The International Energy Agency expected the global demand for oil to increase to about 102 million barrels per day in the year 2023, due to the increased use of oil in generating electricity instead of gas, whose supplies from Russia to Europe have faltered, in addition to the relative improvement in economic performance in the major countries despite the Unfavorable factors including increased inflation.
But the concerns of Western countries are rising because of the shortage of oil supplies they may be exposed to next winter, especially since the confrontation between Russia and the West over the Ukrainian war is still continuing, and because the seasonal increase in demand for energy during the winter has shown its signs.
On the other hand, there is a shortage in global oil supplies due to the circumstances of the war between Russia and Ukraine, in addition to what the OPEC+ group is doing in restricting the use of surplus production capacities, and full coordination between its largest producers (Saudi Arabia and Russia) to reduce oil production, all of which are factors that will lead to higher energy prices, increased chances of inflation, and a decline in global economic growth rates.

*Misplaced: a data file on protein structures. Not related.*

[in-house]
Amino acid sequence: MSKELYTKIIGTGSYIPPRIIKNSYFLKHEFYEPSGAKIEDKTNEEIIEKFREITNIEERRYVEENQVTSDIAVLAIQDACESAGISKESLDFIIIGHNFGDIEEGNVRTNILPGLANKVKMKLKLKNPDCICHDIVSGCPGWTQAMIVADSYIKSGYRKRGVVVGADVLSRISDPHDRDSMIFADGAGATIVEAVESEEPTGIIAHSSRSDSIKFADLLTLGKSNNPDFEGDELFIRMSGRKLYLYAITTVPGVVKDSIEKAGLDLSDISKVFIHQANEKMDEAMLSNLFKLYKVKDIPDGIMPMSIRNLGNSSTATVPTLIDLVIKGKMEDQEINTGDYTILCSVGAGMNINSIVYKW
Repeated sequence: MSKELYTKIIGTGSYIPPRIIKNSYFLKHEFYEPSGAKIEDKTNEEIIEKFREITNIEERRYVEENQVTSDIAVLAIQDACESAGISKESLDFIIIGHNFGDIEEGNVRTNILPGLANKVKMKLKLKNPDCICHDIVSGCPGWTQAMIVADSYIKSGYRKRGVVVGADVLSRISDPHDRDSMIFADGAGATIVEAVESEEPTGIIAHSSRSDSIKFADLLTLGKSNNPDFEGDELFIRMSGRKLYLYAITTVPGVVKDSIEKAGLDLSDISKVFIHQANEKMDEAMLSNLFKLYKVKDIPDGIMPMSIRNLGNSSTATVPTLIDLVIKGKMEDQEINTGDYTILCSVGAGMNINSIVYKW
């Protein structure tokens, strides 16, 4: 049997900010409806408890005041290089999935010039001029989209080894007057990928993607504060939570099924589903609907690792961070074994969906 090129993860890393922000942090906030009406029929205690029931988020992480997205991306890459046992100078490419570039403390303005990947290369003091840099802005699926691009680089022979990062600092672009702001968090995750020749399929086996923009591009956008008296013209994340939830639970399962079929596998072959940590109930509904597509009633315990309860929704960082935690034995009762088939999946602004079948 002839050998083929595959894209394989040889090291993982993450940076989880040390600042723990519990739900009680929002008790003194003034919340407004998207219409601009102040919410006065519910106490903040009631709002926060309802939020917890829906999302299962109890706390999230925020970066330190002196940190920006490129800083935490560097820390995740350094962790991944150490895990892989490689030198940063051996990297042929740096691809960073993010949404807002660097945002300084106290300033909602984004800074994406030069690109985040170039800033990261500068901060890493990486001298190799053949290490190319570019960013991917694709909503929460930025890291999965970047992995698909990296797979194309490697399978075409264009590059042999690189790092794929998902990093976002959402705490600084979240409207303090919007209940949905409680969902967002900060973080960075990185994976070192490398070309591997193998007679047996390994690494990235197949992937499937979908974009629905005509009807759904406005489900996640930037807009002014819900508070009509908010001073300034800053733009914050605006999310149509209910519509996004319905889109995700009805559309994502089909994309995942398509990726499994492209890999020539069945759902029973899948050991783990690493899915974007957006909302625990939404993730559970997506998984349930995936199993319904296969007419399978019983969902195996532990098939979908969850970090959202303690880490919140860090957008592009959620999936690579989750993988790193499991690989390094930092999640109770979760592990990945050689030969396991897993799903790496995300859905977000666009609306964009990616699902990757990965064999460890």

Recently, oil prices crossed the $90 per barrel barrier, and are likely to continue rising and exceed the $100 per barrel level in the months of the fourth quarter of 2023 (October, November, and December) due to the agreement of Saudi Arabia and Russia to extend their voluntary production cuts at a rate of one million barrels per day from Saudi Arabia and 300 thousand barrels per day from Russia until the end of this year 2023, aiming to reduce global inventories further in order to support oil prices towards the rise.
It is worth noting that the reduction in production and the subsequent increase in prices were not accepted by the United States and some Western countries, which criticized the close cooperation between Saudi Arabia and Russia in reducing production, just as they criticized Russia launching its war on Ukraine and using natural gas supplies as a means of putting pressure on Europe.
The International Energy Agency also believes that the main goal of the recent successive production cuts from the OPEC+ group is to seek to increase oil prices, and not what OPEC leaders declare that the cuts are aimed at maintaining market stability and balance.
This issue of the Oil and Gas World magazine deals with the developments occurring in the Arab oil countries in the midst of these global circumstances. It focuses on the most important developments in the oil and gas sector in ten Arab oil-producing countries, including three countries in North Africa (Egypt, Libya, and Algeria), and seven countries in the Arabian Gulf region (Saudi Arabia, Bahrain, Emirates, Qatar, Kuwait, Oman, and Iraq).
I hope that this issue of the magazine will be satisfactory for those who seek to follow developments in the oil and gas sector in the Arab region.
I also extend my thanks to everyone who helped in completing the issue, whether from employees within the magazine, or from its affiliates inside and outside Egypt in Arab and foreign countries.
Mohamad Hasan Salem
CEO – Oil and Gas World magazine